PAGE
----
32. 32. Genes Involved in Hereditary Iron Deficiency Anaemia Protein (Gene Symbol) Chromosome Protein Function Disease Caused by Mutations DMT1 (SLC11A2)1 121 Transmembrane iron transporter1 Autosomal recessive hypochromic, microcytic anaemia with hepatic iron overload1 Glutaredoxin 5 (GLRX5)1 141 Participates in iron-sulfur cluster biogenesis1 Anaemia with iron overload and sideroblasts1 Transferrin (TF)1 31 Plasma iron binding protein; ligand for TFR1 & TFR21 Iron deficiency anaemia with tissue iron overload1 Ceruloplasmin (CP)1 31 Plasma ferroxidase1 Mild iron deficiency anaemia associated with iron accumulation in the liver and brain1 Matriptase -2 (TMPRSS6)1 222 Regulates hepcidin expression by an unknown mechanism1 IRIDA1 With permission from Andrews NC. Blood. 2008;112:219-230. 1. Andrews NC. Blood. 2008;112:219-230. 2. Finberg KE, et al. Nat Genet. 2008;40:569-571.
  33. 33. IRIDA (Iron-Refractory, Iron- Deficiency Anaemia) The Mask Mouse “…a chronically iron-deficient mouse with an unusual pattern of hair loss over the trunk but not the head (the mask phenotype) due to a homozygous recessive genetic mutation. Mask mice were shown to express inappropriately high levels of hepcidin mRNA in the liver, even when fed an iron-deficient diet. Using positional cloning techniques, Dr. Beutler’s group was able to ascribe the mask phenotype to a splicing error in the TMPRSS6 gene, which encodes a membrane-bound serine protease.”1,2 1. Coghill JM, Ma A. Available at: 2. Du X, et al. Science. 2008;320:1088-1092.
  34. 34. Mutation in TMPRSS6 (Matriptase-2), Suppressor of Hepcidin Gene Expression, in Familial Iron Deficiency Anaemia Photograph: With permission from Du X. Science. 2008;320:1088-1092. Graphic (top right): With permission from Ramsay AJ, et al. Front Biosci. 2008;13:569-579. Graphic (bottom): With permission from Finberg KE, et al. Nat Genet. 2008;40:569-571.
  35. 35. IRIDA (Iron-Refractory, Iron- Deficiency Anaemia) Generation of mutant mice TMPRSS6-/- provided evidence that matriptase-2 is an essential regulator of iron homeostasis. In fact, in mice as well as in humans, mutations in the TMPRSS6-/- gene lead to severe iron deficiency anaemia. This state is characterized by reduced ferroportin expression (shown in the mice model) and both animals and humans have high hepcidin levels. Folgueras AR, et al. Blood. 2008 Jun 3. [Epub ahead of print] PMID: 18523150.
  36. 36. IRIDA (Iron-Refractory, Iron- Deficiency Anaemia) Case-ReportsPatient 11 Patient 22 Patient 33 Patient 43 Patient 53 Patient 63 Patient 73 Patient 83 Patient 93 Age (y) 14 18 6 13mo. 17mo. 11 7 3 15mo. Hb (g/L) 86 100 88 92 70 82 75 97 79 MCV (fL) 54.3 61 58 65 49 56 49 61 53 IRON STATUS Fe (µmol/L) 2.44 2.96 Ferritin (µg/L) 9 53 Transferrin saturation (%) 6.52 sTfR (mg/L) 5 2 10 5 3 4 4 2 pHepcidin (ng/mL) 70 133.5 1. Guillem F, Blood 2008 Jul 2. [Epub ahead of print] PMID: 18596229. 2. Melis MA, et al. Haematologica. 2008 Jul 4. [Epub ahead of print] PMID: 18603562. 3. Finberg KE, et al. Nat Genet. 2008 May;40(5):569-71.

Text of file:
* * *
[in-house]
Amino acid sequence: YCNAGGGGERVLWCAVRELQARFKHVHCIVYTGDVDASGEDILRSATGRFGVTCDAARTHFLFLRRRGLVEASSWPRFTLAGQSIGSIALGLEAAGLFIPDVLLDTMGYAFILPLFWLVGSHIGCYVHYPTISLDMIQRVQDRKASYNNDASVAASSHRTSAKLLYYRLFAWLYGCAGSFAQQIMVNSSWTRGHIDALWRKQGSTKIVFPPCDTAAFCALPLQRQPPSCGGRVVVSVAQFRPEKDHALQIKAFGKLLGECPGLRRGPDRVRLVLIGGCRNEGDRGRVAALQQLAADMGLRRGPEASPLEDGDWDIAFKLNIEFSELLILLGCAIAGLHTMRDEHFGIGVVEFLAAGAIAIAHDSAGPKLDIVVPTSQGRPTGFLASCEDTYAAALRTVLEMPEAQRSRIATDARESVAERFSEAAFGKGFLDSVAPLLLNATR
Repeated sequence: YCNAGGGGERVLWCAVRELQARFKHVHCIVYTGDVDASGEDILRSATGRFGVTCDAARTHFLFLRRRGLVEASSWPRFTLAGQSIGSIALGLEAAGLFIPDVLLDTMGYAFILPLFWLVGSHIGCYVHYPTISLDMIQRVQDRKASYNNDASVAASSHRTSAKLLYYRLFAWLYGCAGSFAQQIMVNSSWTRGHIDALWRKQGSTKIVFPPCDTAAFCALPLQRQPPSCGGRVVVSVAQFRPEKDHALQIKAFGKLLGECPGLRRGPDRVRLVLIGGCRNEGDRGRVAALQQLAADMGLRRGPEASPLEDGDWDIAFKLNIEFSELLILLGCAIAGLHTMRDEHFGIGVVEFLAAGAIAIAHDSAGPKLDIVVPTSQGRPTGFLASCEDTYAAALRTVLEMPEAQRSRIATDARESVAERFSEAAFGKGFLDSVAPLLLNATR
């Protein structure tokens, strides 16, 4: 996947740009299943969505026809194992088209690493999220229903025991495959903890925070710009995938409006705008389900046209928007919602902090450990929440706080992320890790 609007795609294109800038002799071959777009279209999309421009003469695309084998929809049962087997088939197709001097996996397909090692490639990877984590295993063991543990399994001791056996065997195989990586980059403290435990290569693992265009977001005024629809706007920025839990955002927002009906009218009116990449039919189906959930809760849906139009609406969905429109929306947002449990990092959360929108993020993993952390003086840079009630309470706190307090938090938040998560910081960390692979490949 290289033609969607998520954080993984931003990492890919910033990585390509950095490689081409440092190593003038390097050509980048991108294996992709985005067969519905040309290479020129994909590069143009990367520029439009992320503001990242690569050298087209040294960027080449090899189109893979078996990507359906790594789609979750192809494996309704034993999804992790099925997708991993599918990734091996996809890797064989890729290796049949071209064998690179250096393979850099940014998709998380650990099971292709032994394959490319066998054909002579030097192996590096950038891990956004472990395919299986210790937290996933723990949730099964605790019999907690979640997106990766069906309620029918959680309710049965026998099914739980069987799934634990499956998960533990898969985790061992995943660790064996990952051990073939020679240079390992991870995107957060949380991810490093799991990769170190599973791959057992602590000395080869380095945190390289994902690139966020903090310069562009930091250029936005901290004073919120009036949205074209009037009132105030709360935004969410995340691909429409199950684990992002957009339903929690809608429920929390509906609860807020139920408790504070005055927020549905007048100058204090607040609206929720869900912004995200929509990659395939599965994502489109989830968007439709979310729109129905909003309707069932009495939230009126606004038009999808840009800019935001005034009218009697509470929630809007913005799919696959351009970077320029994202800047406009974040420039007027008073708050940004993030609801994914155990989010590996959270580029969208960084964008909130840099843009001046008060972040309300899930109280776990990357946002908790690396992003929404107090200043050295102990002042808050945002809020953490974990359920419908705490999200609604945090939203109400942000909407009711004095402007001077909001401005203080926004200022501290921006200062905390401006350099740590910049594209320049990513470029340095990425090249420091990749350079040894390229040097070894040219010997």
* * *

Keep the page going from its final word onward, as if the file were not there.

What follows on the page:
37. 37. IRIDA (Iron-Refractory, Iron- Deficiency Anaemia) Case-Reports Treatment • Oral iron administration is ineffective • Response to parenteral iron administration is partial • Anaemia becomes less severe in adulthood as a consequence of the greater availability of the limited amount of available iron to erythropoiesis Melis MA, et al. Haematologica. 2008 Jul 4. [Epub ahead of print] PMID: 18603562.
  38. 38. Diagnostic Approach—Genetic Forms of Iron Deficiency Anaemia • Look for consanguinity (recessive transmission) • Is the anaemia associated with massive iron accumulation? If yes, then do detailed evaluation of CNS to distinguish between aceruloplasmia (CNS damage present) and the other forms with iron overload • If presence of basophilic stippling and double erythroid population in peripheral blood, then do bone marrow aspiration to look for the presence of ring sideroblasts
  39. 39. Diagnostic Approach—Genetic Form of Iron Deficiency Anaemia • Was the anaemia detected at birth or early in life? If yes, then look for a mutation in the DMT1 or the TMPRSS6 gene • Does the patient have microcytosis with high serum iron values? If yes, then a DMT1 mutation is highly suspected • If no, then look for a TMPRSS6 mutation. Hepcidin levels are also very helpful as hepcidin is normal or increased in the TMPRSS6 mutation despite low serum iron
  40. 40. Main Biologic and Clinical Differences in Genetic Forms of Iron Deficiency AnaemiaDMT1 Glutaredoxin 5 Atransferrinaemia Acerulo- plasminaemia TMPRSS6 (matriptase-2) Age at diagnosis At birth Usually midlife Late onset provided some transferrin is present Late onset with moderate anaemia 18–24 mo Liver iron overload Yes Yes Yes Yes No Brain damage No No No Yes No Serum iron High High Low Low Low Transferrin saturation High High High or non- measureable Low Low Ringed sideroblasts No Yes No No No Hepcidin levels Low Not yet measured Not yet measured Not yet measured High for low iron values Ferritin Low or normal High High High Normal
  41. 41. Conclusions • Iron deficiency anaemia is an acquired disease with an estimated 3 billion people affected and represents a major public health problem worldwide1 • Recent advances in iron metabolism led to the recognition of new entities of iron deficiency anaemia in nonbleeding and “high cost diet” nourished individuals • Apparently rare, these genetic forms of iron deficiency anaemia should be recognized by haematologists, as they are refractory to classical oral or intravenous iron administration 1. Andrews NC. Blood. 2008;112:219-230.